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Brief Report   |    
Mental Health Consumers as Peer Interviewers
Tania Lecomte, Ph.D.; Joyce B. Wilde, M.S.; Charles J. Wallace, Ph.D.
Psychiatric Services 1999; doi:
Abstract

Although consumers are increasingly hired as mental health workers, they typically fulfill demanding jobs such as case manager. This study examined the performance and job satisfaction of 18 consumers with serious mental illness who were hired for less demanding work—to conduct highly structured interviews with their peers. The consumers completed interviews with 243 peers. Only one interviewer was unable to perform the work. Ninety percent of the interviews were completed satisfactorily. Interviewers reported increased skills and knowledge, improved self-assurance, and feelings of pride. Results of the study suggest that a wide range of consumers can perform structured treatment tasks.

Abstract Teaser
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Employing consumers as mental health workers offers many advantages for consumers and employers (1,2,3,4,5,6). However, consumers have typically been hired for complex and demanding jobs such as case managers or job coaches, limiting the pool of competent workers to more experienced and skilled consumers.

The third author recently developed a highly structured assessment instrument that surveys an individual's treatment goals and current functioning (Wallace, unpublished manuscript, 1998). The results provide an empirical base for planning treatment and for evaluating its effects when ongoing assessments are conducted. Administration of the instrument requires only basic interviewing skills, and the interviewer and client can set up a time and place for the interview that meets their needs. The purpose of this study was to assess the job performance and satisfaction of consumers who were hired to administer the instrument.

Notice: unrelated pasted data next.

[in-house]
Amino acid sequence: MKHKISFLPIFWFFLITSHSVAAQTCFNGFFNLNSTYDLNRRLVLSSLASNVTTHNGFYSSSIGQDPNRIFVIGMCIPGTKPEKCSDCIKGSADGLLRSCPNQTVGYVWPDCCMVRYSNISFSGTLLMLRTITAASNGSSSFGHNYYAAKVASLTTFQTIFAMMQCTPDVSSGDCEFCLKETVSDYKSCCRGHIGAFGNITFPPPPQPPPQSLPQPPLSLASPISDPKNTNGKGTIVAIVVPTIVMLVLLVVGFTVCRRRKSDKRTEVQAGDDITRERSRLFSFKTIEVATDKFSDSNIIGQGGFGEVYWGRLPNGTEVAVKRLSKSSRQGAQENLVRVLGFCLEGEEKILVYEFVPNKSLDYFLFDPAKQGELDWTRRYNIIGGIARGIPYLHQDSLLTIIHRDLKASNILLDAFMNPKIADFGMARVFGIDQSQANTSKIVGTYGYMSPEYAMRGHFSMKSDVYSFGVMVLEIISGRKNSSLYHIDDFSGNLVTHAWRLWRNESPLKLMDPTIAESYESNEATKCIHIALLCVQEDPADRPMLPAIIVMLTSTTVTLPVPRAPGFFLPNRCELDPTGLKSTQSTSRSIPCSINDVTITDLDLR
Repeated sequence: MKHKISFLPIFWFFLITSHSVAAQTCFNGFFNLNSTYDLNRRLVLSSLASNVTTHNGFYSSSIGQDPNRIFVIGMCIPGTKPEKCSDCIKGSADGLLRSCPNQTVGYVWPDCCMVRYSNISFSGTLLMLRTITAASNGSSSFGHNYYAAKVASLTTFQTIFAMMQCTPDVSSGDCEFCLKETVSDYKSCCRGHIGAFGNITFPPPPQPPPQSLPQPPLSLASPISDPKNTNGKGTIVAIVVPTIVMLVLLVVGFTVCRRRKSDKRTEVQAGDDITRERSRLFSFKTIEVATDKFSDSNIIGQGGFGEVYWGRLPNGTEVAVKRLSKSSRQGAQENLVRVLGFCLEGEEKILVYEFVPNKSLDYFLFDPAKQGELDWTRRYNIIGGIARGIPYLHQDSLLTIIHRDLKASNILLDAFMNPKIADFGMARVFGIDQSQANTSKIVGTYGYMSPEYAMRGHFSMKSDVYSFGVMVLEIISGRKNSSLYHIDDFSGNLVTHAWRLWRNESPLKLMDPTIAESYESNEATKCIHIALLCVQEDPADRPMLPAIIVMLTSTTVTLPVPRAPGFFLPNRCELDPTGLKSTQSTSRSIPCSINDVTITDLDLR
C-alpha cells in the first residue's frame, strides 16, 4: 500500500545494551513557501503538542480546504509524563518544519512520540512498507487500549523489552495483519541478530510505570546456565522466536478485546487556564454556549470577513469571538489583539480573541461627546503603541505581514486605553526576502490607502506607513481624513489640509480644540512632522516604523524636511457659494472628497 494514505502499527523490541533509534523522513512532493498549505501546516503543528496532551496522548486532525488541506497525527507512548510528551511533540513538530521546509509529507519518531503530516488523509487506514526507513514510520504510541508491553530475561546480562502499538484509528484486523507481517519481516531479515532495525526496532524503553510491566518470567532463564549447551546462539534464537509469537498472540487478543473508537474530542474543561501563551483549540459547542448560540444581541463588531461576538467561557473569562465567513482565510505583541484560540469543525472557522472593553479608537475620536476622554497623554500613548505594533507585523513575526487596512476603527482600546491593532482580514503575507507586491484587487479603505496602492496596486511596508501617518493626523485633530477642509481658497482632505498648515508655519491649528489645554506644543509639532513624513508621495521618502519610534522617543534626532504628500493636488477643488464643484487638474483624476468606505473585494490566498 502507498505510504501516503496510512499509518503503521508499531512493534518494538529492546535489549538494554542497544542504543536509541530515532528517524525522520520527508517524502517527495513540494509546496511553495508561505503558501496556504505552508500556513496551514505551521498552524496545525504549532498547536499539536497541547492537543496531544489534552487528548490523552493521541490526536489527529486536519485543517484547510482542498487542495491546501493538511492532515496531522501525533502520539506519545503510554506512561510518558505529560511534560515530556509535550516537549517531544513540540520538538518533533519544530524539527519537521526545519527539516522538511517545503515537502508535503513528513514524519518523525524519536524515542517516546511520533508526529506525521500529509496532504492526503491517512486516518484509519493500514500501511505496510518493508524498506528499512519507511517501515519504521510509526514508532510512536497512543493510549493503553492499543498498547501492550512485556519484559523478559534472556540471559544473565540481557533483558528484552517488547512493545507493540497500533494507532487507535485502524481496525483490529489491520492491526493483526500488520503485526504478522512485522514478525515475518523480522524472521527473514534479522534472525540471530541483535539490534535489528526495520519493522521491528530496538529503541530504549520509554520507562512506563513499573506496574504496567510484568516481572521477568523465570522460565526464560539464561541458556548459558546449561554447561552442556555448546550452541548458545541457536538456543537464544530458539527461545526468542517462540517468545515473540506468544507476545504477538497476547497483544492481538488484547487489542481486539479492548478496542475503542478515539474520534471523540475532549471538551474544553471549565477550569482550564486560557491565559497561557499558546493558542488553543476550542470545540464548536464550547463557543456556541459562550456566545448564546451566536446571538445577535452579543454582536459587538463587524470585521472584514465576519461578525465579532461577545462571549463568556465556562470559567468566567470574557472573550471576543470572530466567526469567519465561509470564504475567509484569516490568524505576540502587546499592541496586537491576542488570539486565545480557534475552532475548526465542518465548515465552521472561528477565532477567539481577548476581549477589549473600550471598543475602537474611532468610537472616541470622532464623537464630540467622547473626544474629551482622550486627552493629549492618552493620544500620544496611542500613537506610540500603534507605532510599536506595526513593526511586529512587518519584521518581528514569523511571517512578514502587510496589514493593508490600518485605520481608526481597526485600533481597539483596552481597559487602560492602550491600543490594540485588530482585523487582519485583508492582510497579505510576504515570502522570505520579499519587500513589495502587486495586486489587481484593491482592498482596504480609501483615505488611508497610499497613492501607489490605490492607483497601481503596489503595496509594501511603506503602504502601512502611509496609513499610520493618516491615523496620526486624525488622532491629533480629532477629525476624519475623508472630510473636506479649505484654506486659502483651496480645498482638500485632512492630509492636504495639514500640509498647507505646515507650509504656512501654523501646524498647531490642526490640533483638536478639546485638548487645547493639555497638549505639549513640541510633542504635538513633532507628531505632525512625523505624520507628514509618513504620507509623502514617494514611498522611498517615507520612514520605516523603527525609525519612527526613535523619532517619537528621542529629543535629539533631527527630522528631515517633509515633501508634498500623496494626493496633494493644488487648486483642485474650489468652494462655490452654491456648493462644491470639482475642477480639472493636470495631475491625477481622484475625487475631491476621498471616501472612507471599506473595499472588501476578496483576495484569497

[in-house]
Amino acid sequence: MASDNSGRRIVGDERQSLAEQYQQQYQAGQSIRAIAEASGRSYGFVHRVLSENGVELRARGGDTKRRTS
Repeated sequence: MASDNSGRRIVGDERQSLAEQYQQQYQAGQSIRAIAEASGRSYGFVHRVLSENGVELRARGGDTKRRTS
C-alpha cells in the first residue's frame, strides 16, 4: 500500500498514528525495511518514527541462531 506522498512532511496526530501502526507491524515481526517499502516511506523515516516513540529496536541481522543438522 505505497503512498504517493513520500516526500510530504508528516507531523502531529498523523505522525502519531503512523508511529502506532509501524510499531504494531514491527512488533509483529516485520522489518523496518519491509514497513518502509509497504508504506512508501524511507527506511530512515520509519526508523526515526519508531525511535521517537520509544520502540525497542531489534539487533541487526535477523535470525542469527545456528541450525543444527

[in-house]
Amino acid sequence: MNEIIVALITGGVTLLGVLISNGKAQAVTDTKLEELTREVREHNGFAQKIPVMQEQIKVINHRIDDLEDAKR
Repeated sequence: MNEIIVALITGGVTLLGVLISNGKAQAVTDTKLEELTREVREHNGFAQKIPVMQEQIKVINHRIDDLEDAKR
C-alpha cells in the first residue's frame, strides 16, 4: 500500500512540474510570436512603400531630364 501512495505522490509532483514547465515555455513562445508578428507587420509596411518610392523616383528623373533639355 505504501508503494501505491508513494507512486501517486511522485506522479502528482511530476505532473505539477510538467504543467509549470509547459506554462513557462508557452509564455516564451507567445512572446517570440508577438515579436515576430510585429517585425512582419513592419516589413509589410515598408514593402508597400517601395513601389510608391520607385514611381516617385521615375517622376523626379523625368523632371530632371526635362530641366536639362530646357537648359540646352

Thirty-five individuals with serious and persistent mental illness (schizophrenia, schizoaffective disorder, bipolar disorder, or major depression) applied for a job as a peer interviewer after seeing advertisements posted at Project Return clubs. Project Return is a self-help organization run by and for mental health consumers. Seventeen of the 35 did not complete training due to physical illness, lack of interest, or insufficient time.

Of the 18 consumers who completed training, eight were female and ten were male. Two were African American, three Asian, eight Caucasian, one Hispanic, two of mixed racial background, one Native American, and one Pacific Islander. Data on age were not collected.

The interviewers were trained in three hours of didactic presentations and practice. The didactic material explained the purpose of the instrument, emphasized the importance of confidentiality, and described the personal qualities needed to conduct the interview. Practice interviews were then conducted, and all were audiotaped. The tapes were reviewed by the trainer, and feedback was given during an hour of individual supervision.